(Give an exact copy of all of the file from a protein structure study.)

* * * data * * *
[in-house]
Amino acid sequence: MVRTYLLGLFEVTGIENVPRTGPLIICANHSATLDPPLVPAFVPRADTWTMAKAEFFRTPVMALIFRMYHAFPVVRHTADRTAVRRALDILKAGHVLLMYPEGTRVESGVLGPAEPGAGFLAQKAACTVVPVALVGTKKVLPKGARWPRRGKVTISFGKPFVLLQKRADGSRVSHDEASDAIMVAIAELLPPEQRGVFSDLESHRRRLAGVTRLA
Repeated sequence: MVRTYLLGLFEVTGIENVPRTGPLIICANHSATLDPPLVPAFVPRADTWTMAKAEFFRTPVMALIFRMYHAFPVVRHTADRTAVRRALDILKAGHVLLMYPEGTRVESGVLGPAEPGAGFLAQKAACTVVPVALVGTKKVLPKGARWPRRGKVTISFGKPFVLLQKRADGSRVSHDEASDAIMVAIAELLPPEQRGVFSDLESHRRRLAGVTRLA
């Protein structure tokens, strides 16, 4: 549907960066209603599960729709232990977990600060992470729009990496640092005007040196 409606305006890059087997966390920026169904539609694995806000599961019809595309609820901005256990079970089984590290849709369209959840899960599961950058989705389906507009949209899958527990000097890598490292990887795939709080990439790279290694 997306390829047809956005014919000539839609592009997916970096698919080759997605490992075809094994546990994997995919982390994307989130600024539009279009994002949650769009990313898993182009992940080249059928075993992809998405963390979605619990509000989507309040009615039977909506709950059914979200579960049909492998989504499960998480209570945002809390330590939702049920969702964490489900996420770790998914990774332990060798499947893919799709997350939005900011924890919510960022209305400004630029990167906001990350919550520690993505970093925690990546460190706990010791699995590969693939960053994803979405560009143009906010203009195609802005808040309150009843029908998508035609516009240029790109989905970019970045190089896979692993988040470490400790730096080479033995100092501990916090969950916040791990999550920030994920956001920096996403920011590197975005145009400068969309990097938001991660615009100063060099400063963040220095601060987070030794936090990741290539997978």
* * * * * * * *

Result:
[in-house]
Amino acid sequence: MVRTYLLGLFEVTGIENVPRTGPLIICANHSATLDPPLVPAFVPRADTWTMAKAEFFRTPVMALIFRMYHAFPVVRHTADRTAVRRALDILKAGHVLLMYPEGTRVESGVLGPAEPGAGFLAQKAACTVVPVALVGTKKVLPKGARWPRRGKVTISFGKPFVLLQKRADGSRVSHDEASDAIMVAIAELLPPEQRGVFSDLESHRRRLAGVTRLA
Repeated sequence: MVRTYLLGLFEVTGIENVPRTGPLIICANHSATLDPPLVPAFVPRADTWTMAKAEFFRTPVMALIFRMYHAFPVVRHTADRTAVRRALDILKAGHVLLMYPEGTRVESGVLGPAEPGAGFLAQKAACTVVPVALVGTKKVLPKGARWPRRGKVTISFGKPFVLLQKRADGSRVSHDEASDAIMVAIAELLPPEQRGVFSDLESHRRRLAGVTRLA
């Protein structure tokens, strides 16, 4: 549907960066209603599960729709232990977990600060992470729009990496640092005007040196 409606305006890059087997966390920026169904539609694995806000599961019809595309609820901005256990079970089984590290849709369209959840899960599961950058989705389906507009949209899958527990000097890598490292990887795939709080990439790279290694 997306390829047809956005014919000539839609592009997916970096698919080759997605490992075809094994546990994997995919982390994307989130600024539009279009994002949650769009990313898993182009992940080249059928075993992809998405963390979605619990509000989507309040009615039977909506709950059914979200579960049909492998989504499960998480209570945002809390330590939702049920969702964490489900996420770790998914990774332990060798499947893919799709997350939005900011924890919510960022209305400004630029990167906001990350919550520690993505970093925690990546460190706990010791699995590969693939960053994803979405560009143009906010203009195609802005808040309150009843029908998508035609516009240029790109989905970019970045190089896979692993988040470490400790730096080479033995100092501990916090969950916040791990999550920030994920956001920096996403920011590197975005145009400068969309990097938001991660615009100063060099400063963040220095601060987070030794936090990741290539997978």